How to quantify Terrelle Pryor’s value to the Cleveland Browns?

Nov 6, 2016; Cleveland, OH, USA; Cleveland Browns wide receiver Terrelle Pryor (11) during the first quarter against the Dallas Cowboys at FirstEnergy Stadium. The Cowboys won 35-10. Mandatory Credit: Scott R. Galvin-USA TODAY Sports
Nov 6, 2016; Cleveland, OH, USA; Cleveland Browns wide receiver Terrelle Pryor (11) during the first quarter against the Dallas Cowboys at FirstEnergy Stadium. The Cowboys won 35-10. Mandatory Credit: Scott R. Galvin-USA TODAY Sports /

The Cleveland Browns are facing a big decision in the off-season when it comes to determining just how valuable Terrelle Pryor is to the team.

Among the many decisions the Cleveland Browns face in the coming off-season is the annual debate over what to do with the team’s impending free agents.

This year, perhaps more so than any other in recent years, will be one that is closely watched as the Browns must decide what to do with linebacker Jamie Collins and wide receiver Terrelle Pryor.

Collins is as close to a no-brainer as you can find on the roster. A Pro Bowl linebacker who has been the best player on the defense since joining the team in an October trade, Collins should be the No. 1 focus of Sashi Brown’s attention.

While Collins is easy, the situation with Pryor is a bit more complex.

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Pryor deserves as much credit as anyone can bestow on him for his work ethic in transforming himself from an out-of-the-NFL quarterback into a starting wide receiver. With two games remaining in the 2016 season, Pryor leads the Browns in receptions (67), yards (877) and touchdown receptions (4).

And he has done that while playing with a group of quarterbacks that would have trouble getting on the field with just about any other NFL team.

That has led some Browns fans – we’ll call them “OSU fan boys” – to decide that the Browns should retain Pryor “at any cost.”

But is that really a good idea for the Browns and is Pryor worth a top contract?

Those are the very same salient points that former Cleveland wide receiver Brian Hartline expressed to a Columbus radio station according to The Beacon Journal when asked about Pryor.

"“If I’m building a team, what is [Pryor]? Is he my No. 1? God, I hope not because let’s put it this way: For me, I want a guy day in and day out I know what I’m getting. You don’t know what you’re going to get. You don’t know who’s going to show up. You don’t know if he’s going to get in trouble. You don’t know if he’s going to smart off. I need stability. That’s so more important to me. I need a guy that runs routes. I need stability. I need constant production. Is he a No. 2? OK, yeah. I mean maybe. He kind of disappeared the last couple weeks."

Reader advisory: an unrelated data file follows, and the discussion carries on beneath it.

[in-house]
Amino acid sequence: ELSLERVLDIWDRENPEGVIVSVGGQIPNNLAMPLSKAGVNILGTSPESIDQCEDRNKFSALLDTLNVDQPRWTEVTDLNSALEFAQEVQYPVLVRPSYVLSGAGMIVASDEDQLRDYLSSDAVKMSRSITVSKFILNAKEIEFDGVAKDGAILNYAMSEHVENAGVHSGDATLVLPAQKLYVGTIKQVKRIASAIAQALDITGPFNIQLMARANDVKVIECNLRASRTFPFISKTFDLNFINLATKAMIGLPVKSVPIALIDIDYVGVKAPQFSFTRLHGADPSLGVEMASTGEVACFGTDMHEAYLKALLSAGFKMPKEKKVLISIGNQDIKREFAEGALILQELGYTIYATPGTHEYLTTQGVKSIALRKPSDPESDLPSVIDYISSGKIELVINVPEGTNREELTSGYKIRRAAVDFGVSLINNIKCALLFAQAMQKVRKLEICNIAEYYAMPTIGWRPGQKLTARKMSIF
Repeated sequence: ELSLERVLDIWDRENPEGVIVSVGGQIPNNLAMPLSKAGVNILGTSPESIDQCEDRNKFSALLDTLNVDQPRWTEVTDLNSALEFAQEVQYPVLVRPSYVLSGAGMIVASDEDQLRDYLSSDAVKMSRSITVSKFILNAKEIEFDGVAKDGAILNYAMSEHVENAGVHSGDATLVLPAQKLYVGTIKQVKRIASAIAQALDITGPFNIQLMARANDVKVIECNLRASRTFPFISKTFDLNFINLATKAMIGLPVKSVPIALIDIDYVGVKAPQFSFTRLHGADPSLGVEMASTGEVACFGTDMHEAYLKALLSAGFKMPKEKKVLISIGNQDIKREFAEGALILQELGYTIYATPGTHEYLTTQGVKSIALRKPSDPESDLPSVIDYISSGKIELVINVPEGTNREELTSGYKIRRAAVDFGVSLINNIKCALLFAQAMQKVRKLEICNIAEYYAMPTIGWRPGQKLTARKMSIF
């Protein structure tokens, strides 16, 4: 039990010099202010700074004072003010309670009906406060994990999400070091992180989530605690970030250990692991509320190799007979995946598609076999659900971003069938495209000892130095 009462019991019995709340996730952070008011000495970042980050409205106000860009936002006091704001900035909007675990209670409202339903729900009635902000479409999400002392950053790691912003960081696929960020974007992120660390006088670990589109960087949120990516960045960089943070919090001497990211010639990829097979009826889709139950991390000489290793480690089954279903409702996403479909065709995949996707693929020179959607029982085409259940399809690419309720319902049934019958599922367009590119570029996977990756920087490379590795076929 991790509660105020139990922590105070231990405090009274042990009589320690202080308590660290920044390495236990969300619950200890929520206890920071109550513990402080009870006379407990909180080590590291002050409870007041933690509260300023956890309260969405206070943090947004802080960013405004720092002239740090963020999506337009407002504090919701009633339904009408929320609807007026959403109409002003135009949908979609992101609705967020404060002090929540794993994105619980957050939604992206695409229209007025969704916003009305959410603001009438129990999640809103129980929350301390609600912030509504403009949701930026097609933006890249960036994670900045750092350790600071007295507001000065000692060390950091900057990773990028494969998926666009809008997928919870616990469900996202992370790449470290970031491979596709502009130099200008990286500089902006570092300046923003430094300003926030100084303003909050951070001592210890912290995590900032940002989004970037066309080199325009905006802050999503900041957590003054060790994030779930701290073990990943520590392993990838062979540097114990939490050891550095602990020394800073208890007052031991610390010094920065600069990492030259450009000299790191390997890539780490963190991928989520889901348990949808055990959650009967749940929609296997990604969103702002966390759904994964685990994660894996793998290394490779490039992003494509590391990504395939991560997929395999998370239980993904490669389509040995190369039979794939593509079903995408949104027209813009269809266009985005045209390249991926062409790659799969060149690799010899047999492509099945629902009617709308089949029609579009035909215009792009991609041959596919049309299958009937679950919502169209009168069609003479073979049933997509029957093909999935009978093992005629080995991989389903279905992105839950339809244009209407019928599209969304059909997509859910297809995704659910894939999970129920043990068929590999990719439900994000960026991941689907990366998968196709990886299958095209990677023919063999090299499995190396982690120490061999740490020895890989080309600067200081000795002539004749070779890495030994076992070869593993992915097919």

"“So I’m very apprehensive as a Cleveland Browns guy to give out a contract. Listen, you had one year. You’re a flash in the pan. You’re trying to tell me with a guy that had suspect personality characteristics, I’m going to go ahead and hand you a bunch of money but you’re going to work harder? Uh, I think I’m going to bet against that if I’m a betting man.”"

Hartline is sure to get some criticism over his comments, but he hits on some key points.

For all that Pryor has accomplished this season, he is only in his first year as a wide receiver. While that could mean that he will get better the more he plays the position, he is also going to be 28 years old by the time the 2017 NFL season kicks off next September. That is not ancient by any stretch, but players are generally hitting their prime at that age, rather than still learning how to play their position.

And while his numbers are good for the Browns, when compared to the rest of the NFL, Pryor comes in at just 27th in receptions, 23rd in yards and 43rd in touchdowns.

Looking at the current salary list for wide receivers, Julio Jones of the Atlanta Falcons comes in at No. 1 with a salary of $15.9 million for this season, while T.Y. Hilton of the Indianapolis Colts rounds out the Top 10 with a salary of $11 million. It would be madness for the Browns to consider paying Pryor a salary that puts him in the top 10 among wide receivers.

So if you look at Pryor as a good – but not great – wide receiver, then the Browns should be looking at a salary well outside the Top 10. A deal similar to what Marvin Jones signed with the Detroit Lions last season, which pays him an average of $8 million a year for five years with $20 million in guaranteed money should be the absolute maximum that the Browns should consider. Although it should be more along the lines of a three- to four-year deal with $10 million to $12 million in guaranteed money.

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If Pryor’s agent can get someone to pay him considerably more than that then the Browns need to let him walk. They can’t risk blowing salary cap space on a player who is good but may already be at the peak of his game.

No matter how much it may disappoint a certain segment of the fan base.